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Thursday 10 January 2013

ShelterBox on standby to help in Australia
ShelterBox on standby to help in Australia New South Wales. Temperatures cooled somewhat in New South Wales on January 9, 2013, a day after record-breaking temperatures seared Australia’s most populous state on back-to-back days. Despite the reprieve, bush fires continued to rage throughout New South Wales and many other parts of the continent. Photograph by NASA - NASA’s Earth Observatory

ShelterBox stands ready to respond to the devastating bush fires that are sweeping through Australia’s southeastern states, destroying homes and forcing people to seek shelter elsewhere.

Over 100 separate fires continue to burn in New South Wales while Tasmania’s small communities of Dunalley and Boomer Bay have been almost completely destroyed with nearly 130 properties burnt to the ground.

Australian ShelterBox Response Team (SRT) members Greg Moran and Scott Jarman are on standby to fly to Tasmania if required to distribute prepositioned stock from Melbourne.

Tasmania. Extreme heat and strong winds fueled the fires. Temperatures in Hobart, the capital of Tasmania, soared to a record high of 41.8°Celsius (107.2°Fahrenheit) on January 4. Photograph by NASA - NASA’s Earth Observatory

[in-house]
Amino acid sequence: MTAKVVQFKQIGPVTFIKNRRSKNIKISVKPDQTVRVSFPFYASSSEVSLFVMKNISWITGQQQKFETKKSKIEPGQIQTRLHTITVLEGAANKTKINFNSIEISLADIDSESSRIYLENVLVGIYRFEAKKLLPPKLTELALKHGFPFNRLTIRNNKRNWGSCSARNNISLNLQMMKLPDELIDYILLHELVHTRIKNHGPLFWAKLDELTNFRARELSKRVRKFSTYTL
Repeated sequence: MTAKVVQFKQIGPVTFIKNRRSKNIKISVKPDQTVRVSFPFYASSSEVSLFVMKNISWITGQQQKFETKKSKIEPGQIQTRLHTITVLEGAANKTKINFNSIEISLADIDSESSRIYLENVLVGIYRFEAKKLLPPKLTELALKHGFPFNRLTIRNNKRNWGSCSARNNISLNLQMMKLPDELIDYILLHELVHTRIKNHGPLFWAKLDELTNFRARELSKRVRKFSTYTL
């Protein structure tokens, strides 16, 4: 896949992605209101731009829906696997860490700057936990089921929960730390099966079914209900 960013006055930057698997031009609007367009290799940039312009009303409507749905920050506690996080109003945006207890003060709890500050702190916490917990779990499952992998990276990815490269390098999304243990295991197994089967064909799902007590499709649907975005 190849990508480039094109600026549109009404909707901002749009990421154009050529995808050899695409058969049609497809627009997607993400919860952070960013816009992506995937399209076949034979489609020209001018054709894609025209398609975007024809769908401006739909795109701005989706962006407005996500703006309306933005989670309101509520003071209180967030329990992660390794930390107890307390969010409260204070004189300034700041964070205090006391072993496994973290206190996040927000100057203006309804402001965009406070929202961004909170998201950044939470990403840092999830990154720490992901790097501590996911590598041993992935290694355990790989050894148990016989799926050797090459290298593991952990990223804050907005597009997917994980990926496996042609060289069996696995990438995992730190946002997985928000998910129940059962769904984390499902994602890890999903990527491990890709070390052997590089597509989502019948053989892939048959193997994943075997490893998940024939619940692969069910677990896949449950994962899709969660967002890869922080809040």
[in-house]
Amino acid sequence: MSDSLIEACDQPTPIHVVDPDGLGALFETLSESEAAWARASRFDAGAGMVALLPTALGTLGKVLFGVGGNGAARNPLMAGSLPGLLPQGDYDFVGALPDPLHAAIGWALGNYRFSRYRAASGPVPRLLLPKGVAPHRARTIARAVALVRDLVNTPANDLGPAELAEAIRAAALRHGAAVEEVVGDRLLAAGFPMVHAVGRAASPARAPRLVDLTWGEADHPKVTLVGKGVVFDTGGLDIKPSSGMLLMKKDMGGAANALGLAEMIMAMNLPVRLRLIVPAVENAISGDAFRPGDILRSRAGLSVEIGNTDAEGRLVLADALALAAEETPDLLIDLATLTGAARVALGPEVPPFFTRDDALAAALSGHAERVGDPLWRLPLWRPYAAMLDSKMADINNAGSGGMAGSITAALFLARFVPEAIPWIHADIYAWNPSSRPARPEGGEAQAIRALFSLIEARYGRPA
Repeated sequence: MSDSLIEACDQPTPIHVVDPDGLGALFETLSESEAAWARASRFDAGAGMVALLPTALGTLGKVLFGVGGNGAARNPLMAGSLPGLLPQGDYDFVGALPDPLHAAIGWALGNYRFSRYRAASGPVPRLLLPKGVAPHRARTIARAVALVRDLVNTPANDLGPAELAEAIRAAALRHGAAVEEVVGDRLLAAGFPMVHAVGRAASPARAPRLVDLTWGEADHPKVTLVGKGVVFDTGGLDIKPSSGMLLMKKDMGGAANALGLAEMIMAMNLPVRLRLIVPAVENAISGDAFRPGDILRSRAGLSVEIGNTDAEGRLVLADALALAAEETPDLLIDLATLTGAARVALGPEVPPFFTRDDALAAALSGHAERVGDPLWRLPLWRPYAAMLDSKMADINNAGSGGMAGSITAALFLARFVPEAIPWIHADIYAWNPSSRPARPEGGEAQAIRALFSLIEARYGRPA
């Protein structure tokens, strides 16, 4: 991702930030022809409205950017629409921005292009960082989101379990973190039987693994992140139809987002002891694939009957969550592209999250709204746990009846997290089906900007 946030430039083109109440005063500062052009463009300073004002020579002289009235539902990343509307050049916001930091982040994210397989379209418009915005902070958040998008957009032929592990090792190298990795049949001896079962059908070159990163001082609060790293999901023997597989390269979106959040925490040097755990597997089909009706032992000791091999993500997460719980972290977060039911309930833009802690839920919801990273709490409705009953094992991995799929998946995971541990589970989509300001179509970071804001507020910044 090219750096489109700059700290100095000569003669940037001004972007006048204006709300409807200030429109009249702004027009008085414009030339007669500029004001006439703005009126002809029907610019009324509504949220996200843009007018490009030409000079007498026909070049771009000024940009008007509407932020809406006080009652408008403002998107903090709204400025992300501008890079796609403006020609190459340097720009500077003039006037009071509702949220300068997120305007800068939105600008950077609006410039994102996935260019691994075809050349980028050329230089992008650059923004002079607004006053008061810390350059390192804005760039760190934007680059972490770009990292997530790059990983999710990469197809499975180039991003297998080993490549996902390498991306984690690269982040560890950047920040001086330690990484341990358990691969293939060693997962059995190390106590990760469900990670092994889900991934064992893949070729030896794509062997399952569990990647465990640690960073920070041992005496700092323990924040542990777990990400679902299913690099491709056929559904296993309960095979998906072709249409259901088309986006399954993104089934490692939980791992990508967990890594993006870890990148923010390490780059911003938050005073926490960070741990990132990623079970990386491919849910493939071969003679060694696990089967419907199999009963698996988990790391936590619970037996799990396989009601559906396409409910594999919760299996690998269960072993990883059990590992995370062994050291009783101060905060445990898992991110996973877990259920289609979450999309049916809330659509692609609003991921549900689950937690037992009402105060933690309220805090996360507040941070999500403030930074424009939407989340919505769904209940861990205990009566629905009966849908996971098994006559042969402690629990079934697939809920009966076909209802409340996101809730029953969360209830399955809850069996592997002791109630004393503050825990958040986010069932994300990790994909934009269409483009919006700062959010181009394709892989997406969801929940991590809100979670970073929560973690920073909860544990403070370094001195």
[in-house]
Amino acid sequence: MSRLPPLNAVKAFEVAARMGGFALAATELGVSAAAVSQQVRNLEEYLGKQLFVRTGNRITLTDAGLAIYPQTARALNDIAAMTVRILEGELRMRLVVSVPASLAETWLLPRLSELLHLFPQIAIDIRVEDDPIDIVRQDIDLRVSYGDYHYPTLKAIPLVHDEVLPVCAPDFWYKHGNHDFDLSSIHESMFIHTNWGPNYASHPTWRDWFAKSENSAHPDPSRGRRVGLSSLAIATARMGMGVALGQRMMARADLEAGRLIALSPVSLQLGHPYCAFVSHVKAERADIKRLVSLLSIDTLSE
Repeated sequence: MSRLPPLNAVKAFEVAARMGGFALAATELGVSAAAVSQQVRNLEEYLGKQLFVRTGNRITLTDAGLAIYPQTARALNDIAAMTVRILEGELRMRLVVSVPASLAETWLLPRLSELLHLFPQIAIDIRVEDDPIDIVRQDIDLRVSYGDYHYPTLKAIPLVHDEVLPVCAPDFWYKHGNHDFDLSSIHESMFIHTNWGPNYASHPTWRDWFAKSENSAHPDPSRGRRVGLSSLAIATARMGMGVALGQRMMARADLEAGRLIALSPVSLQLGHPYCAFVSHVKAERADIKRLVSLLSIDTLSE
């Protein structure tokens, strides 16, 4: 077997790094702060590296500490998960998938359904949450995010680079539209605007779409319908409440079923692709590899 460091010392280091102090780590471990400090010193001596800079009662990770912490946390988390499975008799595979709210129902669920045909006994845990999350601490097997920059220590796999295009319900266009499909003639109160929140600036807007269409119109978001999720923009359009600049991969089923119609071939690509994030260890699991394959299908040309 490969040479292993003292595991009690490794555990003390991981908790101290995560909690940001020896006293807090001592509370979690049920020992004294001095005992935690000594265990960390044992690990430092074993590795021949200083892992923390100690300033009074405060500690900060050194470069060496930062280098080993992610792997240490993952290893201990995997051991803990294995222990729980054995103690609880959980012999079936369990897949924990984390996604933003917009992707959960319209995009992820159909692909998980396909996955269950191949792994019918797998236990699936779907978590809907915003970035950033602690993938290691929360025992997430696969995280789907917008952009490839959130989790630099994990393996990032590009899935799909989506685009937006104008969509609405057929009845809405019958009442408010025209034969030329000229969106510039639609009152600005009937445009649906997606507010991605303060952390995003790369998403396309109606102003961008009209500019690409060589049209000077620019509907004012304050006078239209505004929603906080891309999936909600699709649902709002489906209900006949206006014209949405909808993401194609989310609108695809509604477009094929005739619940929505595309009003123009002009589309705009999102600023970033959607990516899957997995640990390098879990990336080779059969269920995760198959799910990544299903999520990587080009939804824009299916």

Mike Greenslade, ShelterBox Australia’s Communications Officer, said, "We have been in touch with the State Emergency Service in Tasmania and made them aware of the resources we have to offer. Greg is coordinating efforts and has also contacted emergency management in New South Wales, where serious fires are sweeping through the countryside threatening homes. Thankfully, no deaths have been reported but our hearts go out to those who have lost homes and livelihoods."

In February 2009, the state of Victoria was devastated by the country’s worst ever bush fires. Estimates suggest that around 900 homes were destroyed leaving about 7,000 survivors registered for assistance with the Red Cross. ShelterBox deployed 79 boxes containing emergency shelter and other lifesaving supplies to the fire-ravaged Whittlesea area.
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